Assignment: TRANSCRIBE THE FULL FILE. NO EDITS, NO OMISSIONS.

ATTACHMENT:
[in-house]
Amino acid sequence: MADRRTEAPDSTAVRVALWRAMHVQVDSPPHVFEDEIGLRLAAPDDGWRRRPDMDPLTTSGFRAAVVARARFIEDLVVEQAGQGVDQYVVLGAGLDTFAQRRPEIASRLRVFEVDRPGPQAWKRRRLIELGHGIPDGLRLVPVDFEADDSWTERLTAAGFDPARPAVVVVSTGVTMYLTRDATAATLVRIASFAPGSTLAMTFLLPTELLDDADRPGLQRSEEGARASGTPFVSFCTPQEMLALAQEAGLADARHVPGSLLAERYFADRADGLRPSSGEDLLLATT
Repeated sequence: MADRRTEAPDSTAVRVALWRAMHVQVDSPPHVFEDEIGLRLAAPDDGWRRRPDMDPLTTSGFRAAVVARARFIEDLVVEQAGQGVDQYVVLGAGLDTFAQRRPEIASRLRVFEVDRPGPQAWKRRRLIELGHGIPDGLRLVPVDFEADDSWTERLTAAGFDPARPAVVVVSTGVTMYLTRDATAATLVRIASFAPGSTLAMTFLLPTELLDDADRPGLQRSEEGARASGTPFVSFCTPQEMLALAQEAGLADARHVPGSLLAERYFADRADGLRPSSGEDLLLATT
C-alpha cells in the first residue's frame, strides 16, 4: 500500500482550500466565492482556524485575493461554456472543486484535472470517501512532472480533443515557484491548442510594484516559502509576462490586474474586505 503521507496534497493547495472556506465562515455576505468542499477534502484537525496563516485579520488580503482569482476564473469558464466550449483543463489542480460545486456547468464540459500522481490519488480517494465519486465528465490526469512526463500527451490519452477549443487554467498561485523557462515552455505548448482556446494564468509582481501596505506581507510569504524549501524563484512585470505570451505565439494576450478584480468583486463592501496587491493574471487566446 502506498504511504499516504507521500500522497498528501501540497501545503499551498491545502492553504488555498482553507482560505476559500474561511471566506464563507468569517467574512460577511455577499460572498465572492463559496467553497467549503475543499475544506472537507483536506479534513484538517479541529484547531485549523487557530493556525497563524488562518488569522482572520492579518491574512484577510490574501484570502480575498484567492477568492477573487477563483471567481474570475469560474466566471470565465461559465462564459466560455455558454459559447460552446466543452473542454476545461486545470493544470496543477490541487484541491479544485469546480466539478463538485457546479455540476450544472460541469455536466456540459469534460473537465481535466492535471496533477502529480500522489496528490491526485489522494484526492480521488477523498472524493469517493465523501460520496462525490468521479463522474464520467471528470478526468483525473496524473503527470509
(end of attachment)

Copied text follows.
[in-house]
Amino acid sequence: MADRRTEAPDSTAVRVALWRAMHVQVDSPPHVFEDEIGLRLAAPDDGWRRRPDMDPLTTSGFRAAVVARARFIEDLVVEQAGQGVDQYVVLGAGLDTFAQRRPEIASRLRVFEVDRPGPQAWKRRRLIELGHGIPDGLRLVPVDFEADDSWTERLTAAGFDPARPAVVVVSTGVTMYLTRDATAATLVRIASFAPGSTLAMTFLLPTELLDDADRPGLQRSEEGARASGTPFVSFCTPQEMLALAQEAGLADARHVPGSLLAERYFADRADGLRPSSGEDLLLATT
Repeated sequence: MADRRTEAPDSTAVRVALWRAMHVQVDSPPHVFEDEIGLRLAAPDDGWRRRPDMDPLTTSGFRAAVVARARFIEDLVVEQAGQGVDQYVVLGAGLDTFAQRRPEIASRLRVFEVDRPGPQAWKRRRLIELGHGIPDGLRLVPVDFEADDSWTERLTAAGFDPARPAVVVVSTGVTMYLTRDATAATLVRIASFAPGSTLAMTFLLPTELLDDADRPGLQRSEEGARASGTPFVSFCTPQEMLALAQEAGLADARHVPGSLLAERYFADRADGLRPSSGEDLLLATT
C-alpha cells in the first residue's frame, strides 16, 4: 500500500482550500466565492482556524485575493461554456472543486484535472470517501512532472480533443515557484491548442510594484516559502509576462490586474474586505 503521507496534497493547495472556506465562515455576505468542499477534502484537525496563516485579520488580503482569482476564473469558464466550449483543463489542480460545486456547468464540459500522481490519488480517494465519486465528465490526469512526463500527451490519452477549443487554467498561485523557462515552455505548448482556446494564468509582481501596505506581507510569504524549501524563484512585470505570451505565439494576450478584480468583486463592501496587491493574471487566446 502506498504511504499516504507521500500522497498528501501540497501545503499551498491545502492553504488555498482553507482560505476559500474561511471566506464563507468569517467574512460577511455577499460572498465572492463559496467553497467549503475543499475544506472537507483536506479534513484538517479541529484547531485549523487557530493556525497563524488562518488569522482572520492579518491574512484577510490574501484570502480575498484567492477568492477573487477563483471567481474570475469560474466566471470565465461559465462564459466560455455558454459559447460552446466543452473542454476545461486545470493544470496543477490541487484541491479544485469546480466539478463538485457546479455540476450544472460541469455536466456540459469534460473537465481535466492535471496533477502529480500522489496528490491526485489522494484526492480521488477523498472524493469517493465523501460520496462525490468521479463522474464520467471528470478526468483525473496524473503527470509